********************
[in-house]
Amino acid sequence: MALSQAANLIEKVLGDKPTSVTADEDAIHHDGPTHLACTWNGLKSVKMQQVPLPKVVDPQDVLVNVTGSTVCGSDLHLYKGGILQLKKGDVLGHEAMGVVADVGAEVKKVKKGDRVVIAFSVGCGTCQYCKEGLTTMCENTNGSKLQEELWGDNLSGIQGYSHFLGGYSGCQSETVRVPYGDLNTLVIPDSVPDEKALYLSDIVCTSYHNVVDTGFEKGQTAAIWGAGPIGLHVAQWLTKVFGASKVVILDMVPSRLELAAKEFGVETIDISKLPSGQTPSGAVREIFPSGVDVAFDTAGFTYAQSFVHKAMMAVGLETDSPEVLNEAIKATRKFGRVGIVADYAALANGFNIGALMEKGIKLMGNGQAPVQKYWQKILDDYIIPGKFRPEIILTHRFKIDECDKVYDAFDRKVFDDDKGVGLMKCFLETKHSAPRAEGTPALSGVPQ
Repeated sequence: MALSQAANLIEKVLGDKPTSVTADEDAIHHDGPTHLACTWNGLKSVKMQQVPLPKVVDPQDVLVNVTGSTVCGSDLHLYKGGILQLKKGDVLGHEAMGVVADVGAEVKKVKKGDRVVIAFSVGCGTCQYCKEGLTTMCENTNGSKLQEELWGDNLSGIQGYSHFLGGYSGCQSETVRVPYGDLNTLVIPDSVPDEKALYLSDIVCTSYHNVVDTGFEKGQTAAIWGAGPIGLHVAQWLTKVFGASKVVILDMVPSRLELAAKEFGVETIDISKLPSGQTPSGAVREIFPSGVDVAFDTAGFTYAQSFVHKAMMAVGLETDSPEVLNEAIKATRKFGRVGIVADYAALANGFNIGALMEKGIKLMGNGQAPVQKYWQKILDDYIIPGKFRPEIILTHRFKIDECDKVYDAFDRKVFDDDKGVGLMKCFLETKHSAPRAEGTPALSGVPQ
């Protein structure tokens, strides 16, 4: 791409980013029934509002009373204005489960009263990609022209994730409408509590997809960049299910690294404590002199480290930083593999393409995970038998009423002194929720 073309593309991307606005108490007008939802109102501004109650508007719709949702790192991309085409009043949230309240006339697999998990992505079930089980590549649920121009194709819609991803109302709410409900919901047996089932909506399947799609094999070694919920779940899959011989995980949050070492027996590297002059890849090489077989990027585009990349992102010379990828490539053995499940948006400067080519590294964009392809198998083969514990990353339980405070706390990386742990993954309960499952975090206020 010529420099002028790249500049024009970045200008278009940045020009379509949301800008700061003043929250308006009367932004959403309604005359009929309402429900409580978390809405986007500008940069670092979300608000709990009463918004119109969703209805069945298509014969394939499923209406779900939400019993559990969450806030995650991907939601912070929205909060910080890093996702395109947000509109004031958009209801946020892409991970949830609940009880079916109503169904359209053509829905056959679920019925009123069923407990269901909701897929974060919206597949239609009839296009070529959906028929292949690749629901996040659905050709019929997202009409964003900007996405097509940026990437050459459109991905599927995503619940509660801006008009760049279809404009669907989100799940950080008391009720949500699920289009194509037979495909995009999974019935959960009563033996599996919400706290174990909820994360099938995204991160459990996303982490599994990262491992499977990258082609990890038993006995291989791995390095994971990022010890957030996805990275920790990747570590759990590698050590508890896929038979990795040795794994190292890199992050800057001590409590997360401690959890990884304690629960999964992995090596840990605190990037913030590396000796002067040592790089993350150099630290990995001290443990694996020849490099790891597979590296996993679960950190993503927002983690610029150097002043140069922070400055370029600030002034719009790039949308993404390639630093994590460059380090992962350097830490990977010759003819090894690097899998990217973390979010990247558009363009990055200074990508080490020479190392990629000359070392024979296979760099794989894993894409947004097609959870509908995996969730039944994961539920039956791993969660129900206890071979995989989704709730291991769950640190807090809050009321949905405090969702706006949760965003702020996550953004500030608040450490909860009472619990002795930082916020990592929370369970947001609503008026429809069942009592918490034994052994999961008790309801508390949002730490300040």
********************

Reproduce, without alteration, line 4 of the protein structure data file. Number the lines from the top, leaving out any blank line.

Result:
């Protein structure tokens, strides 16, 4: 791409980013029934509002009373204005489960009263990609022209994730409408509590997809960049299910690294404590002199480290930083593999393409995970038998009423002194929720 073309593309991307606005108490007008939802109102501004109650508007719709949702790192991309085409009043949230309240006339697999998990992505079930089980590549649920121009194709819609991803109302709410409900919901047996089932909506399947799609094999070694919920779940899959011989995980949050070492027996590297002059890849090489077989990027585009990349992102010379990828490539053995499940948006400067080519590294964009392809198998083969514990990353339980405070706390990386742990993954309960499952975090206020 010529420099002028790249500049024009970045200008278009940045020009379509949301800008700061003043929250308006009367932004959403309604005359009929309402429900409580978390809405986007500008940069670092979300608000709990009463918004119109969703209805069945298509014969394939499923209406779900939400019993559990969450806030995650991907939601912070929205909060910080890093996702395109947000509109004031958009209801946020892409991970949830609940009880079916109503169904359209053509829905056959679920019925009123069923407990269901909701897929974060919206597949239609009839296009070529959906028929292949690749629901996040659905050709019929997202009409964003900007996405097509940026990437050459459109991905599927995503619940509660801006008009760049279809404009669907989100799940950080008391009720949500699920289009194509037979495909995009999974019935959960009563033996599996919400706290174990909820994360099938995204991160459990996303982490599994990262491992499977990258082609990890038993006995291989791995390095994971990022010890957030996805990275920790990747570590759990590698050590508890896929038979990795040795794994190292890199992050800057001590409590997360401690959890990884304690629960999964992995090596840990605190990037913030590396000796002067040592790089993350150099630290990995001290443990694996020849490099790891597979590296996993679960950190993503927002983690610029150097002043140069922070400055370029600030002034719009790039949308993404390639630093994590460059380090992962350097830490990977010759003819090894690097899998990217973390979010990247558009363009990055200074990508080490020479190392990629000359070392024979296979760099794989894993894409947004097609959870509908995996969730039944994961539920039956791993969660129900206890071979995989989704709730291991769950640190807090809050009321949905405090969702706006949760965003702020996550953004500030608040450490909860009472619990002795930082916020990592929370369970947001609503008026429809069942009592918490034994052994999961008790309801508390949002730490300040």